Chapter 6.06 Justifiable Rebellion
This chapter and the next are about responses to the contradictions and hypocrisy of modern life. The contradictions invert normality and they confuse anybody who is just trying to live according to the message of Jesus. This chapter does not cover all responses but focuses on rebellion as a way to understand inversions. That is enough to clarify other responses taken up in later chapters.
Some people have a hard time accepting any religion. This chapter is not a roundabout way of talking somebody into religion. That is a bad idea. It is better if people make up their own minds and find their own religions. Sometimes people can find a religion if we remove the blinders and seductions. That is all that this chapter and the next few try to do.
Response by a Follower of Jesus. Rather than present the dilemmas first and the reasonable response later, it is better to give the reasonable response first so as to have a background by which to be clear. The response sounds like platitudes but sometimes those work. Most people on their own overcome the dilemmas to adopt pretty much this solution but it is worth stating the obvious.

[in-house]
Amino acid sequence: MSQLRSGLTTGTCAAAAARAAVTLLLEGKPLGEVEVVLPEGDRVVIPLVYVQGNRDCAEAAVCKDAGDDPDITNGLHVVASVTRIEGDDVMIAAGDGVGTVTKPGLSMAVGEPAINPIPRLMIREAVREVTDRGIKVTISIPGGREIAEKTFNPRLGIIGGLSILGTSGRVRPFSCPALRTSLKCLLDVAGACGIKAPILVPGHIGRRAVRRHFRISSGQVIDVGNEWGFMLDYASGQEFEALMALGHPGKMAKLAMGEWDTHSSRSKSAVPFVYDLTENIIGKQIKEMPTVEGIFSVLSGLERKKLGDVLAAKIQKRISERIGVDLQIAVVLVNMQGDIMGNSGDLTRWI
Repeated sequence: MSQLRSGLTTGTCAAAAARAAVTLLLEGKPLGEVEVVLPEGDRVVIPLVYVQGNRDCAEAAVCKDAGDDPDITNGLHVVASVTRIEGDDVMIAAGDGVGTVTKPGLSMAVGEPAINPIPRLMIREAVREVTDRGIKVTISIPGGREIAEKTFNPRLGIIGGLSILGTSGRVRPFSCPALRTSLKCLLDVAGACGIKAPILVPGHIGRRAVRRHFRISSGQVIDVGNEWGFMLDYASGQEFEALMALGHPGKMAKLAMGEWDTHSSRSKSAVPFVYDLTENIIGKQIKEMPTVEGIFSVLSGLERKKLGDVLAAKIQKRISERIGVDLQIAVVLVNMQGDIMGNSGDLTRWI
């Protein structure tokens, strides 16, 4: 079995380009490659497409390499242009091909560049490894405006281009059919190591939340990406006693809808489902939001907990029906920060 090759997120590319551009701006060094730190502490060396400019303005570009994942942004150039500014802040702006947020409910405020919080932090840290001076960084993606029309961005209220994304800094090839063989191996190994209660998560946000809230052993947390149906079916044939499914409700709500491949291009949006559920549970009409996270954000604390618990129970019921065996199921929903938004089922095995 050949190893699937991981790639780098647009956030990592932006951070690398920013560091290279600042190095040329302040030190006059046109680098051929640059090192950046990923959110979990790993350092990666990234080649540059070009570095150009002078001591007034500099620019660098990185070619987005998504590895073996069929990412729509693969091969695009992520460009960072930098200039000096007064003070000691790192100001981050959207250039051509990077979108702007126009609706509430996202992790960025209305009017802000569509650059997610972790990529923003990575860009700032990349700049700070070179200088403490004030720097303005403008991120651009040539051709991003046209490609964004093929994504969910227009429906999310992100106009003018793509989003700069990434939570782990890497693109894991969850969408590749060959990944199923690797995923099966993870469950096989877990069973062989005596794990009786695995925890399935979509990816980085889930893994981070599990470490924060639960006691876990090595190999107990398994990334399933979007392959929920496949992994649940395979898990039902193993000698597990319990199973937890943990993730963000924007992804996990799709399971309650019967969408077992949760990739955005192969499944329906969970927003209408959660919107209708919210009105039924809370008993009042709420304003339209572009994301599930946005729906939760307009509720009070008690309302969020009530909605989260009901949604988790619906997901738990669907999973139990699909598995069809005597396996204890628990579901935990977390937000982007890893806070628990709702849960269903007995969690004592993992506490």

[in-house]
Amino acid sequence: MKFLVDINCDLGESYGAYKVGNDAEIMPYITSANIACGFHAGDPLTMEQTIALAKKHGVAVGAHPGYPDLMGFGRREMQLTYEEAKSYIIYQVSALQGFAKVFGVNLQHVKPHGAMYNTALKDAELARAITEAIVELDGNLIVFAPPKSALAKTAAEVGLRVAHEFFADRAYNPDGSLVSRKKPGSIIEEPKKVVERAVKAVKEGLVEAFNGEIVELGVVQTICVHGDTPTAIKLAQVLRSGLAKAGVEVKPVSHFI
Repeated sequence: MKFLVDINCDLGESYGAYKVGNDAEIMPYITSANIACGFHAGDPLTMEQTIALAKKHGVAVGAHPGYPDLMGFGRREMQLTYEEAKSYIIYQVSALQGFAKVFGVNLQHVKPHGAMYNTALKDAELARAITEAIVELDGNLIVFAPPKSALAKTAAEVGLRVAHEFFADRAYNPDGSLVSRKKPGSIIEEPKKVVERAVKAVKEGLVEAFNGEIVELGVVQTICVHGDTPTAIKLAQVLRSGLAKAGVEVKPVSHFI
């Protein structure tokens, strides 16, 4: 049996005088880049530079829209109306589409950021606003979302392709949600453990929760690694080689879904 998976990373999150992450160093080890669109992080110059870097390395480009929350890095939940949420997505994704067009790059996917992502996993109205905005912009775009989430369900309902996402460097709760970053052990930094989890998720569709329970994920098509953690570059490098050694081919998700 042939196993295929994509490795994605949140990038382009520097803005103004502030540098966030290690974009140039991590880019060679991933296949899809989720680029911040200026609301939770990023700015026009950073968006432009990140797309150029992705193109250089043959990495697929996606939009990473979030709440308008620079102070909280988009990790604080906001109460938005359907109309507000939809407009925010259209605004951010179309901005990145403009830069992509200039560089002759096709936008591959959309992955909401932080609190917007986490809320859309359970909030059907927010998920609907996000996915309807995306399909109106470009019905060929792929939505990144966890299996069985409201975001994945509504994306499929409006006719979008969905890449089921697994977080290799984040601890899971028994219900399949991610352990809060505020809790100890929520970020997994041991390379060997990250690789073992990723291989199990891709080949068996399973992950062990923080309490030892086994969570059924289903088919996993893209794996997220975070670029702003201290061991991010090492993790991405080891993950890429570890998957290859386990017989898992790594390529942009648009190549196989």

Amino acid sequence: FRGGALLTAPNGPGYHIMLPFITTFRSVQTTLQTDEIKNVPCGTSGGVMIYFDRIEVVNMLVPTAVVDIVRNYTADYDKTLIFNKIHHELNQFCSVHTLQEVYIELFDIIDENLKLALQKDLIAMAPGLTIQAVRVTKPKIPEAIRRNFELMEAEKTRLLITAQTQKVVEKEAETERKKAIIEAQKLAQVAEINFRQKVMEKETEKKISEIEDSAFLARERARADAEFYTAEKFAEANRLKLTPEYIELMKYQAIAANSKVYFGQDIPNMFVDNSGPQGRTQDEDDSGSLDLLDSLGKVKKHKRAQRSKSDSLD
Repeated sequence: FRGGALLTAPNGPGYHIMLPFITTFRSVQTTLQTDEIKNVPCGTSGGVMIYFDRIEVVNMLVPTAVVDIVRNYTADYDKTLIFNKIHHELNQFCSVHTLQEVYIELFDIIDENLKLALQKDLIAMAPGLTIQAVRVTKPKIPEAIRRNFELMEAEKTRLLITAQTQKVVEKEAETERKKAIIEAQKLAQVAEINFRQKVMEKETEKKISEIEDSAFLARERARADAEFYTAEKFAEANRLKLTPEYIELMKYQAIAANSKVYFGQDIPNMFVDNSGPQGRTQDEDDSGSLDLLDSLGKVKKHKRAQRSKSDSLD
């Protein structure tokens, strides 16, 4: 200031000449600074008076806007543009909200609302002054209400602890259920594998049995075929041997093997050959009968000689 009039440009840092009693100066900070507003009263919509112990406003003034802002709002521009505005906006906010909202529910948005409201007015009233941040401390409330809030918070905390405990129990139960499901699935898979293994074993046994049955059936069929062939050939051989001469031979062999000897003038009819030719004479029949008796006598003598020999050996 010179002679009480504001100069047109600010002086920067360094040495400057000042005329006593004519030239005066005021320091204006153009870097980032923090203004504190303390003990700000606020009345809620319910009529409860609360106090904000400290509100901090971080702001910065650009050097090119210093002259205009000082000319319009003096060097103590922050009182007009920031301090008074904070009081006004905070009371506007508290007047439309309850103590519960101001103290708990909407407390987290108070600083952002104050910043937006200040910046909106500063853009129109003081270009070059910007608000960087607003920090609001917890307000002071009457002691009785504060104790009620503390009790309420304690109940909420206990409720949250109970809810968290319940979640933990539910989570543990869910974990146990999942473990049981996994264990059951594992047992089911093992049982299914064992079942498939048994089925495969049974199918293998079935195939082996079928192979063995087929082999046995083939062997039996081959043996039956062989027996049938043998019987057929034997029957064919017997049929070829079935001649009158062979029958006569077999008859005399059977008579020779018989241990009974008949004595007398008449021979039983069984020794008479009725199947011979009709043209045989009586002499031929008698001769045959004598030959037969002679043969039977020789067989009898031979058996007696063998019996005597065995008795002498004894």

-Don’t worry about what group you fall into. Don’t worry if you are a follower of Jesus, standard Christian, Buddhist, Muslim, Jew, Hindu, Black, White, Asian, Native American, cool, nerd, jock, artist, rebel, decent person, “rude boy”, etc.
-Learn to understand the situation with the world and your country as best you can. Learn to recognize the problems and contradictions of modern life.
-Learn to recognize the situations of specific groups of people, such as the poor, unemployed, the old, animals, nature, working people, business people, and professionals.
-Think about what needs to be done.
-Think about your talents.
-Think about what you can actually do.
-Work hard to do it.
-If you can help through your special talents, such as through being a scientist or comedian, try doing that. If you feel you can help through your work, such as by being a police officer, try that. If you feel you should do even more, then go ahead as long as you don’t burn out.
-Find likeminded people to work with without become crazed zealots.
-Learn the tactics of zealots and other bad groups so that you are not taken in.
-Work against bad guys when you have to.